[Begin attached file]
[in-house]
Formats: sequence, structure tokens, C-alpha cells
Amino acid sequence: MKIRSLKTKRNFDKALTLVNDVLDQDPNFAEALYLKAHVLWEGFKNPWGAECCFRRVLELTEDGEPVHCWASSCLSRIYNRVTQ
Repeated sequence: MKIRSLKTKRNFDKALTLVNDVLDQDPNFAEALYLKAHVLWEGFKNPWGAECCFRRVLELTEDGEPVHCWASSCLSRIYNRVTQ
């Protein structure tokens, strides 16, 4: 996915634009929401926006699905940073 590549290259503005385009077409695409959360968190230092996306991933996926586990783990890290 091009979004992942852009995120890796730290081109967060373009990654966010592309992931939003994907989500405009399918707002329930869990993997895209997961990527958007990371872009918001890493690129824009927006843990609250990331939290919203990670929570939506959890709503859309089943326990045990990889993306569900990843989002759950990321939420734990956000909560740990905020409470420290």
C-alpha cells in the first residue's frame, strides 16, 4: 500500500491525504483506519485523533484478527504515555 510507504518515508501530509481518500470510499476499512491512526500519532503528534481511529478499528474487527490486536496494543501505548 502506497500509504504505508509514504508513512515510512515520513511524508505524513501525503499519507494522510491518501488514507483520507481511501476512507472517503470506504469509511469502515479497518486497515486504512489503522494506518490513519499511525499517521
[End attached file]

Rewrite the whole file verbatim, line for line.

[in-house]
Formats: sequence, structure tokens, C-alpha cells
Amino acid sequence: MKIRSLKTKRNFDKALTLVNDVLDQDPNFAEALYLKAHVLWEGFKNPWGAECCFRRVLELTEDGEPVHCWASSCLSRIYNRVTQ
Repeated sequence: MKIRSLKTKRNFDKALTLVNDVLDQDPNFAEALYLKAHVLWEGFKNPWGAECCFRRVLELTEDGEPVHCWASSCLSRIYNRVTQ
């Protein structure tokens, strides 16, 4: 996915634009929401926006699905940073 590549290259503005385009077409695409959360968190230092996306991933996926586990783990890290 091009979004992942852009995120890796730290081109967060373009990654966010592309992931939003994907989500405009399918707002329930869990993997895209997961990527958007990371872009918001890493690129824009927006843990609250990331939290919203990670929570939506959890709503859309089943326990045990990889993306569900990843989002759950990321939420734990956000909560740990905020409470420290």
C-alpha cells in the first residue's frame, strides 16, 4: 500500500491525504483506519485523533484478527504515555 510507504518515508501530509481518500470510499476499512491512526500519532503528534481511529478499528474487527490486536496494543501505548 502506497500509504504505508509514504508513512515510512515520513511524508505524513501525503499519507494522510491518501488514507483520507481511501476512507472517503470506504469509511469502515479497518486497515486504512489503522494506518490513519499511525499517521